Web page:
I've been shooting Fujifilm cameras (X-T2 and now the X-H1) for 2 years now but I've always been a RAW shooter. I had heard people talking about the Fuji SOOC (straight out of camera) JPEGs but to be honest I just thought nothing could compete against RAW as I had come from a Nikon DSLR background. How wrong was I? Well, I'll still suggest RAW is the best option for landscapes but for 90% of the other photos I take the JPEGs will be more than good enough.
This all started when I was deciding whether I should stick with Fuji or move back to Nikon (Z6/Z7) and as part of my decision process I decided to play around with in-camera JPEGs. The Fuji X Weekly website really helped as the different film simulation recipes are listed. It was on a recent visit back to Cairndhu House when I decided to try the Tri-X Push-Process Film Simulation. The settings used were as follows:
Dynamic Range: DR200
Highlight: +3
Shadow: +4
Noise Reduction: -4
Sharpening: -1
Grain Effect: Off
ISO: Auto between 3200 & 12800
Exposure Compensation: +1/3 to +2/3
I did make some slight changes (curve adjustment, gradient to lighten some shadows) in Capture One but these images were more or less straight from the camera. 
I used the Fujifilm X-H1 camera and the 16mm 1.4 lens. Due to the low light I shot the interior images handheld at an aperture of 1.4. This is when the IBIS on the X-H1 really did matter.
Normally I would have converted a colour image to black and white using a tool like Silver Effex but I have to say the JPEG images from the camera are lovely and even the noise caused by shooting a high ISO is very film like. I think I'm staying with Fujifilm!

I tend to always capture the RAW images too and I don't see that changing particularly as Fujifilm has an application called Fujifilm X Raw Studio. Again I have to admit I have not used this application much ... well, until I started trying out different film simulations. The application connects to your camera and uses the camera's processor to convert images to JPEG. Now you would think that post processing software does the same but I think it can take quite a while to match the look that comes out of the camera and I'm not sure you will achieve that look in all lighting scenarios via a preset.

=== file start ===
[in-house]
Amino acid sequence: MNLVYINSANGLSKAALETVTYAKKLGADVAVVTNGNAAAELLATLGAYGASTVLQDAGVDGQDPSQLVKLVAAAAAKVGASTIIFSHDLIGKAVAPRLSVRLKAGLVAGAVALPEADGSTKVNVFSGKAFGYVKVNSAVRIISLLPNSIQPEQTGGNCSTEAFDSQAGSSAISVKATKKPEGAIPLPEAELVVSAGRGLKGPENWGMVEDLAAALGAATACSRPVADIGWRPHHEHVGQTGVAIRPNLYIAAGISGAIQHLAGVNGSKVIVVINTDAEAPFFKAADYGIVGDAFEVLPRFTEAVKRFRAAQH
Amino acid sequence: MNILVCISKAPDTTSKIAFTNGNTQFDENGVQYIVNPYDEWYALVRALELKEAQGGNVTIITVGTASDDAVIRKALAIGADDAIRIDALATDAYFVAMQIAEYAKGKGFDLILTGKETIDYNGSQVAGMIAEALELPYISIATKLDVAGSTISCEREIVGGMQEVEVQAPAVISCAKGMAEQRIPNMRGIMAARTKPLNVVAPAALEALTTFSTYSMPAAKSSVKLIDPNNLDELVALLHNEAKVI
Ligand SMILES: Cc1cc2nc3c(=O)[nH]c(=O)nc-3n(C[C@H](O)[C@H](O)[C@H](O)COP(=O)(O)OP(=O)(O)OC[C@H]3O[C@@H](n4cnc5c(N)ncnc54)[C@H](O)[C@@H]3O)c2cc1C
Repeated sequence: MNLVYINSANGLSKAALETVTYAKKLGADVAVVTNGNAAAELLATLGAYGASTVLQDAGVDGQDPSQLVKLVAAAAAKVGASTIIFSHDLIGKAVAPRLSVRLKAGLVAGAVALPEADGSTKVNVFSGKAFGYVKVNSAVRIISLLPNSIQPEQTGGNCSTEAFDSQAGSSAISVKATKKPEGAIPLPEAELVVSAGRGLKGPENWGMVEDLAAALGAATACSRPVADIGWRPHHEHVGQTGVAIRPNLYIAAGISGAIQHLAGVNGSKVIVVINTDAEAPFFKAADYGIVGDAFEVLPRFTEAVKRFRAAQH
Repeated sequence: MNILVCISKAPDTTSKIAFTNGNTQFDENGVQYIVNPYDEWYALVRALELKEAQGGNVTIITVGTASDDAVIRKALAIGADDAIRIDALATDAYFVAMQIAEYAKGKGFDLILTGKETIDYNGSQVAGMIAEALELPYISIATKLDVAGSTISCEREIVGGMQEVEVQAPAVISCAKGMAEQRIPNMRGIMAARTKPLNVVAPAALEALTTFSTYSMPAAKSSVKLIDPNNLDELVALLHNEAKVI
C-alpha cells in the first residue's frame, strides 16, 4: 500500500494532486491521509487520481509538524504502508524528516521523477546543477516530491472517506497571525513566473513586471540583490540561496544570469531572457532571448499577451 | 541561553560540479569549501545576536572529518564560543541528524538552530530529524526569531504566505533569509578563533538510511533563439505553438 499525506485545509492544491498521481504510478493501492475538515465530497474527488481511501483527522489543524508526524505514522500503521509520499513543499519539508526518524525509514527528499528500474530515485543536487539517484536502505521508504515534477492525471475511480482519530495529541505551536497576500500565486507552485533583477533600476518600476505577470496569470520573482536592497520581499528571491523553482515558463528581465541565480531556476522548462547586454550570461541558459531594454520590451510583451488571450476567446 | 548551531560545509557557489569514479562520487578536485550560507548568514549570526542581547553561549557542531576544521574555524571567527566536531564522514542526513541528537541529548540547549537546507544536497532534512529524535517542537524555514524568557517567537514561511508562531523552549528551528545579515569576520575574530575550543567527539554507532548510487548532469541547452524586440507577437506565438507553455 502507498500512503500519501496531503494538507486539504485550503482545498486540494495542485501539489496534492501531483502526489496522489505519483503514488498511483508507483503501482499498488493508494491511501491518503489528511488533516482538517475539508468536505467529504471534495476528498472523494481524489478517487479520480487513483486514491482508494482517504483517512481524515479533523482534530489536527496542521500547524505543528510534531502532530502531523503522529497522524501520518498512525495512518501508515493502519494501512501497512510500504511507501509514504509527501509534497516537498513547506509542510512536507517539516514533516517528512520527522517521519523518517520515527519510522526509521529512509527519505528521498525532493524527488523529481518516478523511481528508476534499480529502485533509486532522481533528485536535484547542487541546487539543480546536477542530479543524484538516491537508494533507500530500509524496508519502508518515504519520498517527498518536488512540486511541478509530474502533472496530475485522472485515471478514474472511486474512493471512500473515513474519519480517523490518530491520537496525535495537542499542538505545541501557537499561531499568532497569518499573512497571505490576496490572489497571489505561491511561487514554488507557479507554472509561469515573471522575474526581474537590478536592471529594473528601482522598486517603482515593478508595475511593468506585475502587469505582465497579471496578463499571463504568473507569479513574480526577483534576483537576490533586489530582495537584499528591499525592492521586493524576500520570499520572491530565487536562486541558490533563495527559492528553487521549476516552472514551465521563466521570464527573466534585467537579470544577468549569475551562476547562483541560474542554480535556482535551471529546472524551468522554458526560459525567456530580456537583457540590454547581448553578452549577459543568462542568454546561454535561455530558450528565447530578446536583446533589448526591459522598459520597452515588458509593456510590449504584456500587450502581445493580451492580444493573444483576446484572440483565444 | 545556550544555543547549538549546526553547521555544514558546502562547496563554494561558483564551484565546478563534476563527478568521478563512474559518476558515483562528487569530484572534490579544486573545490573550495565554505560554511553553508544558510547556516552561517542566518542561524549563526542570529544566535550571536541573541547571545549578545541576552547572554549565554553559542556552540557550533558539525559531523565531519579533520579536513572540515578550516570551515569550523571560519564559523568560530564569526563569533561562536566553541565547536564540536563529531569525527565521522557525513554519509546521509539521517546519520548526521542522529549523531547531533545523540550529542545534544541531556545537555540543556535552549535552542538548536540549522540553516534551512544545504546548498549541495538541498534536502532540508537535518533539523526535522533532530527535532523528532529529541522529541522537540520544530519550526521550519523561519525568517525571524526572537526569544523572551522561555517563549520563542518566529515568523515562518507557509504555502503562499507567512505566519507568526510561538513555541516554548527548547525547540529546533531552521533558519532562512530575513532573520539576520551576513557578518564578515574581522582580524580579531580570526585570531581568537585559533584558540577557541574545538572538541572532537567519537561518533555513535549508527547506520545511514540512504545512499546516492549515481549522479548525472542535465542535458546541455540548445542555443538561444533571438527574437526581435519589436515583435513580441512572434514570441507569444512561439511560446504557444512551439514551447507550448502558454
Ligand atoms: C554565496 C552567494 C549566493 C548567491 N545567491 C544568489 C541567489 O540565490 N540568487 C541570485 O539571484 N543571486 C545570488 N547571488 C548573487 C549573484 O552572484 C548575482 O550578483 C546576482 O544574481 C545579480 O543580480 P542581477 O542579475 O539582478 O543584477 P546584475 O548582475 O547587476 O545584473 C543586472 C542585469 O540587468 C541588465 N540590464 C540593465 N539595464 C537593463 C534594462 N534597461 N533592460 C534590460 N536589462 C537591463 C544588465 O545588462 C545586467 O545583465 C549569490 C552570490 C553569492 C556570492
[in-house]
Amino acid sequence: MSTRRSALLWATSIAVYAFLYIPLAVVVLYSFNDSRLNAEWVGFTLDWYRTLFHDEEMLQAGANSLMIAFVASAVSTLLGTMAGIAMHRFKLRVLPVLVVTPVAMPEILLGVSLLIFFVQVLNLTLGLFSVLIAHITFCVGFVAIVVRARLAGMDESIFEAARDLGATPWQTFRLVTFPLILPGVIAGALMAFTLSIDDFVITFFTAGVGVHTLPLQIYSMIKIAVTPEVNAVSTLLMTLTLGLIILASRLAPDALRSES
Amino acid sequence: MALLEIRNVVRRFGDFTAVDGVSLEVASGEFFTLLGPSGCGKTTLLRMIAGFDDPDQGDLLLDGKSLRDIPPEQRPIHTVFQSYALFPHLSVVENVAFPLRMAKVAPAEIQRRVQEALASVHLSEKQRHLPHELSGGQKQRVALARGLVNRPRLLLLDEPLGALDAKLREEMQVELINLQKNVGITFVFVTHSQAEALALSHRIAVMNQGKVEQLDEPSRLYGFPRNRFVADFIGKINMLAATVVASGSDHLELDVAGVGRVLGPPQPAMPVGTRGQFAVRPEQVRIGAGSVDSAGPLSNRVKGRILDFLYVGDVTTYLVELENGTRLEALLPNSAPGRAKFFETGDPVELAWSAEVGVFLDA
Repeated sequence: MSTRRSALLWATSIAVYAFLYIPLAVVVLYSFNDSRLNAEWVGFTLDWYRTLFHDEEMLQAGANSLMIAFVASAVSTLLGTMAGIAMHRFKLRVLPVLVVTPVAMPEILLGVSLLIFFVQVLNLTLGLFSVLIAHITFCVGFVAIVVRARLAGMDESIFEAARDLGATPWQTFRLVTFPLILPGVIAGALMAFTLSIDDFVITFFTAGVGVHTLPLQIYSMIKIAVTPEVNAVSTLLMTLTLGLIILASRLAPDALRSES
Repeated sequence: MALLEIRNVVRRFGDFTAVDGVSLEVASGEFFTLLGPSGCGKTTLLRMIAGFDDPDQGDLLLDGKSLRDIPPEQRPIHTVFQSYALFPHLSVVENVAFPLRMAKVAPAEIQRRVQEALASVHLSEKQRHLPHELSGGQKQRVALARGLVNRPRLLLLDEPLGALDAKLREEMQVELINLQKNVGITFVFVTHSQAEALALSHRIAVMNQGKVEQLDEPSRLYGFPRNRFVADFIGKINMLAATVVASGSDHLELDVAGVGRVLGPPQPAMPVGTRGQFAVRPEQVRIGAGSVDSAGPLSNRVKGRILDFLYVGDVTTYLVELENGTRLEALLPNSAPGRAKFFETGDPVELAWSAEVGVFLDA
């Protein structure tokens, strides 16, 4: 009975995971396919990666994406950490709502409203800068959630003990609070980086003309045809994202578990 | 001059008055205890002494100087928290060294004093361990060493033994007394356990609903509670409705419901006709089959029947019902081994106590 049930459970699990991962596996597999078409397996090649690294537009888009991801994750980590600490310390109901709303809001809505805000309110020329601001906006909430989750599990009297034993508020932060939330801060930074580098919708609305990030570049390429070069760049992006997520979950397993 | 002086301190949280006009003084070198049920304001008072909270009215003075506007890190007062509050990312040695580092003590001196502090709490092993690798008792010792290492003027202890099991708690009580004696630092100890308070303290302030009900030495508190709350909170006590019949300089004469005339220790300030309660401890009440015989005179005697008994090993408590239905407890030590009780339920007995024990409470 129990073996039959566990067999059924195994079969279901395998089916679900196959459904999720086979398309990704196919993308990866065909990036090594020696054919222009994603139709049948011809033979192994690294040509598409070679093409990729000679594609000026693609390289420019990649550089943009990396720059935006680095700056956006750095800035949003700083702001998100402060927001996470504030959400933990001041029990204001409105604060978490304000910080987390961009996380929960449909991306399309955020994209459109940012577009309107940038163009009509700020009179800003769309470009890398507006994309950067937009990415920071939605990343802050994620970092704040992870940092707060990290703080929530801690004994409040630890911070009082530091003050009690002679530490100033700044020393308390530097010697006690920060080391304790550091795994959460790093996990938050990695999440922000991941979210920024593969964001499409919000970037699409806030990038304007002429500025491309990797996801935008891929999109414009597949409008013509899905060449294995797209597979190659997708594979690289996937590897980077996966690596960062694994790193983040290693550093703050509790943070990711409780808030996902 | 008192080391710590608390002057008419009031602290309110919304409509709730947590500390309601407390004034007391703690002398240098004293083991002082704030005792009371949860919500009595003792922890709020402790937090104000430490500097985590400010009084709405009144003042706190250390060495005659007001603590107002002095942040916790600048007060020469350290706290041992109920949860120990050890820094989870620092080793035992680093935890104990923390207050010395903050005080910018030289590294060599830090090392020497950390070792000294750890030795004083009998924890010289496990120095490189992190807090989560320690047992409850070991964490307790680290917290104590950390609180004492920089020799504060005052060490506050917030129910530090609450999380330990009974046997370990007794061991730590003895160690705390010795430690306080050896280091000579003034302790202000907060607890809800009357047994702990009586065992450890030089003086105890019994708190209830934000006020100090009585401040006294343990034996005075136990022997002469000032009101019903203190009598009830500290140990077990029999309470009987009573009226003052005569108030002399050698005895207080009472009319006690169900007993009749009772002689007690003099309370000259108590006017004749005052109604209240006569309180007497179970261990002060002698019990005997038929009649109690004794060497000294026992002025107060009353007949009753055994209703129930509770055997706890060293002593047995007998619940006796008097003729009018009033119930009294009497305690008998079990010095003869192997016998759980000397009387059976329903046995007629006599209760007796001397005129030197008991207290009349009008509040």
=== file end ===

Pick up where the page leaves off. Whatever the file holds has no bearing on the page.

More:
I decided I would try Kodachrome 64 film simulation using the following settings within Fujifilm X Raw Studio.
Classic Chrome
Dynamic Range: DR200
Highlight: +4
Shadow: -2 Colour: +4
Noise Reduction: -3
Sharpening: +1
Grain Effect: S

I have to say I do like the colour images. I even opened the images up in Alien Skin Exposure to compare them against the Kodachrome 64 preset and the Exposure application comes close ... maybe a tiny bit darker than the images generated by Fujifilm X Raw Studio. I'm not sure a preset in Lightroom or Capture One will achieve the same look but surprisingly Alien Skin Exposure came very close. What I don't know yet is whether the images produced by Fujifilm are more accurate compared to the original Kodachrome 64 film but one thing is sure is that you could easily do this conversion in-camera, save them to your phone and then do a couple of adjustments in Darkroom - that would be a very efficient mobile workflow. 

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